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CIC upholds PMO’s refusal to declassify three Netaji files

Kolkata, July 19 : The Central Information Commission (CIC) has upheld the Prime Minister’s Office’s contention of keeping, as classified, three files on Netaji Subhash Chandra Bose, on grounds their declassification would adversely affect foreign relations.

CIC upholds PMO’s refusal to declassify three Netaji files

CIC upholds PMO's refusal to declassify three Netaji files

Researcher Chandrachur Ghose in April last year filed a Right to Information (RTI) application seeking copies of documents contained in three PMO files relating to the widow and daughter of the nationalist leader.

But the PMO turned down the request contending the disclosure of the documents would prejudicially affect relations with foreign countries and as such they were exempt under the RTI Act.

When Ghose’s appeal was too turned by the PMO director, he took the matter before the CIC which Thursday upheld the PMO’s stand of refusing the declassification of the files.

It is not for us to substitute our judgment on the applicability of exemptions to that agency duly authorized to determine such issues.

In view of the above, and Central Public Information Officer’s submission that due diligence has been exercised, we uphold the decision of denying the information, CIC Rajiv Mathur said in his decision.

Ghose was represented by author and researcher Anuj Dhar at the hearing before Mathur.

Ghose and Dhar are part of a group called Mission Netaji, which since 2006 has filed several RTI applications concerning Netaji.

There is circumstantial evidence to prove that Netaji Subhas Chandra Bose was in Russia after that date in 1945, and we have started observing this day as declassification day to put pressure on the government to make public the hidden files on his life, stated the family spokesperson
Scores of admirers of Netaji Subhas Chandra Bose today visit Japan’s Renkoji Temple to mourn his “death anniversary”, but his family in Kolkata has decided to observe “Declassification Day” from this year demanding that all the secret files related to his death be made public.

Seeking declassification of all the secret files and documents related to the mystery about the fate of the nationalist leader, who went missing in 1945, the family has started observing August 18 as “Declassification Day” from this year.

Netaji’s grandnephew Surya Kumar Bose, who has recently visited Renkoji temple where Netaji’s purported ashes are kept, said, “His admirers from different parts of Japan pay a visit to the temple each year to pay homage to the leader.”

“So far, we have never observed the day as we don’t believe that he died on August 18. There is circumstantial evidence to prove that he was in Russia after that date in 1945. But now we have started observing this day as declassification day to put pressure on the government to make public the hidden files on his life,” the family spokesperson Chandra Kumar Bose told PTI. To mark the occasion, they held a public meeting in Kolkata where they appealed all political parties to come forward and support the cause.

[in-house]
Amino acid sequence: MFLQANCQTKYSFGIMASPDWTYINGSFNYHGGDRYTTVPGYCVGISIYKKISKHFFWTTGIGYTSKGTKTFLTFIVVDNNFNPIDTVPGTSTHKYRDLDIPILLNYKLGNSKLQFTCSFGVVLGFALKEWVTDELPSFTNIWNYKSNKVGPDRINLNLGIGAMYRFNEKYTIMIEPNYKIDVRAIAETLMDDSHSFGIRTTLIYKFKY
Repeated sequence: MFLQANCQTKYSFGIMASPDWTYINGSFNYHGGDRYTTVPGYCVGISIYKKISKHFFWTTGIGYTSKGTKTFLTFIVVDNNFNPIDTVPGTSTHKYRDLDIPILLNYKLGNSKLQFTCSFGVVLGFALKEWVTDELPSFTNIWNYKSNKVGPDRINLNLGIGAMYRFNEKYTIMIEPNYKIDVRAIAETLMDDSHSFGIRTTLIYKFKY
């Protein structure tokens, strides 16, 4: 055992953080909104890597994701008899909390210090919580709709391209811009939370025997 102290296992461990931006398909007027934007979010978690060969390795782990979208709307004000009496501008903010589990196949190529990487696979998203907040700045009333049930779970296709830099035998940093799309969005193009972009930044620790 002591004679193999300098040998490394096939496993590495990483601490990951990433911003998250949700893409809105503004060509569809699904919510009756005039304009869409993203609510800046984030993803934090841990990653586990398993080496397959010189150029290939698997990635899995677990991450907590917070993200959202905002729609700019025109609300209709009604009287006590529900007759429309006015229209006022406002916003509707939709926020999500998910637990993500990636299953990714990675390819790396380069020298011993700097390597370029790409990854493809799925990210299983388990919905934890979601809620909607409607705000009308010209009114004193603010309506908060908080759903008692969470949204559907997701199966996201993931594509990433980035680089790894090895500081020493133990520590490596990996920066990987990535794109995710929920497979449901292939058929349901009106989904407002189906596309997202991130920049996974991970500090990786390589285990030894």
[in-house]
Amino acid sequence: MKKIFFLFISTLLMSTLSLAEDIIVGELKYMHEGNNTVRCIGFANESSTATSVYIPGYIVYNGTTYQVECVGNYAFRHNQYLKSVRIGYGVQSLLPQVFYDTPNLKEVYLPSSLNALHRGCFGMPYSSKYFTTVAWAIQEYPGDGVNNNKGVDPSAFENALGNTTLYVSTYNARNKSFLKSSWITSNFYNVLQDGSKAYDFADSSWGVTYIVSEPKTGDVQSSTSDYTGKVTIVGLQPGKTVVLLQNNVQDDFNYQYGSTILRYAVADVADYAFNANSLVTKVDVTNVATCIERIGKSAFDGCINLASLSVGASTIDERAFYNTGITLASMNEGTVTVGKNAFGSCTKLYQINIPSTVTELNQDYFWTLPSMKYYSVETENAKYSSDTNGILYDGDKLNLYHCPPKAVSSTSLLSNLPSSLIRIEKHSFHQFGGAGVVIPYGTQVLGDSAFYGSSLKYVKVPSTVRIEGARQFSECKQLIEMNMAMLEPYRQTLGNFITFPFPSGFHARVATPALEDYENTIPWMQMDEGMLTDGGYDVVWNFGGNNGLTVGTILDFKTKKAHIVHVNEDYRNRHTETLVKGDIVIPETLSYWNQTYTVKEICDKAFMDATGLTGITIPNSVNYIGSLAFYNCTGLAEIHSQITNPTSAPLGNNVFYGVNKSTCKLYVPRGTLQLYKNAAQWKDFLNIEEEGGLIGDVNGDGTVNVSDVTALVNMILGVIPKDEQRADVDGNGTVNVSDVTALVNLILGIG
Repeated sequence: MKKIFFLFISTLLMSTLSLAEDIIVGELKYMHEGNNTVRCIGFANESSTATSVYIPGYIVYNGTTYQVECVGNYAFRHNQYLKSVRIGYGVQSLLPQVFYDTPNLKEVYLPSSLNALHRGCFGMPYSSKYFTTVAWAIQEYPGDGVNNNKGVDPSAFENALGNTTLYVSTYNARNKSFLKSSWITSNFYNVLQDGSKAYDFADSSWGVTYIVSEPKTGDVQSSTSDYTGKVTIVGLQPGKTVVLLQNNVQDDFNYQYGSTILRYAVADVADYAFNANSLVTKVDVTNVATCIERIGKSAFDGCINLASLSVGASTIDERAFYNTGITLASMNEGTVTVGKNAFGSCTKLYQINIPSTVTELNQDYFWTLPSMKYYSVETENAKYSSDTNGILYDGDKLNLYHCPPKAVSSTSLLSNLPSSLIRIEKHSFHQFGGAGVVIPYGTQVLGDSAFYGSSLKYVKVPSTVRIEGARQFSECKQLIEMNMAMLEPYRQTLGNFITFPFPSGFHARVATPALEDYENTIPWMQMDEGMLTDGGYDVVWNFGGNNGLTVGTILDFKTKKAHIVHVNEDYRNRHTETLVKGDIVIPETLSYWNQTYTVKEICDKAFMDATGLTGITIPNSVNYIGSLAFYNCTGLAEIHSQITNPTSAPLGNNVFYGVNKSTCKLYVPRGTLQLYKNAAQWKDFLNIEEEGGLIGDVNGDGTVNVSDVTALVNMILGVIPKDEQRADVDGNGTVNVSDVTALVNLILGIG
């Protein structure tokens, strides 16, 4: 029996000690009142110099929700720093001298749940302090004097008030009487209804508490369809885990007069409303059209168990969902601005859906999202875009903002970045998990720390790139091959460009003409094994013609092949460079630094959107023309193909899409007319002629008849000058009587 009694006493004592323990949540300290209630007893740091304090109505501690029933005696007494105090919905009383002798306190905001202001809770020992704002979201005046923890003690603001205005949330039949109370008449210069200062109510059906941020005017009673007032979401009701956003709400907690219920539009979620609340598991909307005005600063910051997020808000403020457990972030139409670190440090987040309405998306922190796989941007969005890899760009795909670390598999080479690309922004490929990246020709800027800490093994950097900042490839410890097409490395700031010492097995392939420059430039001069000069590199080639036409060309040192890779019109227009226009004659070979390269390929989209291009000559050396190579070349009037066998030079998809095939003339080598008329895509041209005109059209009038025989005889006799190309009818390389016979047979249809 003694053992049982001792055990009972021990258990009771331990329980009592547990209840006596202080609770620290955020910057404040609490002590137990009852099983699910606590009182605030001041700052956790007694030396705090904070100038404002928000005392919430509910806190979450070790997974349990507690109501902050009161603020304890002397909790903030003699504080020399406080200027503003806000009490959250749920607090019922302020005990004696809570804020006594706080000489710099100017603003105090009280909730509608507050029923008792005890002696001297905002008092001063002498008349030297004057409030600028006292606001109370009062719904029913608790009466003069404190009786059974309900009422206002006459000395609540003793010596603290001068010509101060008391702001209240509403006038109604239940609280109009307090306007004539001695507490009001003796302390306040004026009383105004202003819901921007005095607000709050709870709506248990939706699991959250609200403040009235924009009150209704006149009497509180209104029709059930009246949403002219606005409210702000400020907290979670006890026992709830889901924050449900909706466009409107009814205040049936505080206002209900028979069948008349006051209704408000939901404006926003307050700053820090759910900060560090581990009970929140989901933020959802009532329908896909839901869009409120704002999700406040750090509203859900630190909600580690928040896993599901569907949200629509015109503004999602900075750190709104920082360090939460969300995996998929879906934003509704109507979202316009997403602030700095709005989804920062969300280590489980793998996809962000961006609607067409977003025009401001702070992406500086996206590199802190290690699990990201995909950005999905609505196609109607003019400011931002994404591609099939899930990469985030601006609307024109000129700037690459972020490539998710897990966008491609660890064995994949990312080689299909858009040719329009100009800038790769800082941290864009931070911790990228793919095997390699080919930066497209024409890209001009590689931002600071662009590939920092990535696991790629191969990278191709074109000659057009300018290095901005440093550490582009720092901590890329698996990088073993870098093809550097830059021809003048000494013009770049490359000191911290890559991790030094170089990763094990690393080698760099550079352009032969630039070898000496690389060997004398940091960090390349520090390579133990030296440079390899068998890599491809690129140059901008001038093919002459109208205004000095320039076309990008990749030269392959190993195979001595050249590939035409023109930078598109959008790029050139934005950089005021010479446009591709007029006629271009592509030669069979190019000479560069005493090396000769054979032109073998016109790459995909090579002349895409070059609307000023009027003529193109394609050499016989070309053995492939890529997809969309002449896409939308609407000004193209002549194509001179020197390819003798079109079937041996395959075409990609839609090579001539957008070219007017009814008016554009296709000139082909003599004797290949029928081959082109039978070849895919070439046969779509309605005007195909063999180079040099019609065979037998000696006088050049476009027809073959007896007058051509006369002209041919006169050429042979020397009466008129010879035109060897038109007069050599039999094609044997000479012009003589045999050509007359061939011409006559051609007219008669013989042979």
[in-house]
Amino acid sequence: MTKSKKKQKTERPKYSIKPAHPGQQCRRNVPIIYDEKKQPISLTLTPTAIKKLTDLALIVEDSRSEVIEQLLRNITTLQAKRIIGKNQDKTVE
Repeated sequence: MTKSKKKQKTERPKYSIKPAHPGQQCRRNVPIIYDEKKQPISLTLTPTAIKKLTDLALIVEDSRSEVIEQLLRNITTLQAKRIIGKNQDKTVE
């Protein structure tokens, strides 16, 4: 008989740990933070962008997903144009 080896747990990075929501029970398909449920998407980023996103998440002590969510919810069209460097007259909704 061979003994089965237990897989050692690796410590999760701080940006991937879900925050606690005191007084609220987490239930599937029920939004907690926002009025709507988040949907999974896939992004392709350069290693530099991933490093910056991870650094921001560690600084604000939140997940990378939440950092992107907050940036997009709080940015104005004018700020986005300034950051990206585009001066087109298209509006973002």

Under house arrest by the Britishers, Netaji had escaped from India in 1941 to seek international support for India’s freedom struggle. After organising the Indian National Army with Japanese help he went missing in 1945, giving birth to India’s most debated mystery.

He was last seen at the Bangkok Airport on 17th August 1945, since then no news of his whereabouts has been confirmed. The Mukherjee Commission formed by the Centre had rejected the opinion that he died in a plane crash in Taiwan on August 18, 1945.

Even Suresh Bose, one of the older brothers of Netaji and a member of the Netaji Subhas Chandra Bose Inquiry Committee, had stated on oath before his death in 1972 that his brother was alive at the time. “There was never any direct evidence for Netaji’s death. On the contrary, all circumstantial evidence show that he was on his way to Soviet Russia, the only place he could hope to find sanctuary,” says researcher Anuj Dhar, whose controversial book “India’s biggest cover-up” started the momentum for declassification.

In an earlier disclosure under the RTI appeal made by ‘Mission Netaji’, a Delhi-based research trust, the PMO had admitted that it was holding 33 secret files concerning Netaji.

“If all these files are made public, we would not only know what happened to him after 1945 but it would also add a fresh dimension to India’s history as information about his life and times are missing,” Bose, Netaji’s grandnephew said.

Earlier this year, the Bose family wrote to West Bengal Chief Minister Mamata Banerjee, Odhisha Chief Minister Naveen Patnaik and even met Gujarat Chief Minister Narendra Modi seeking their intervention in the matter. None of them have so far come forward in helping the family.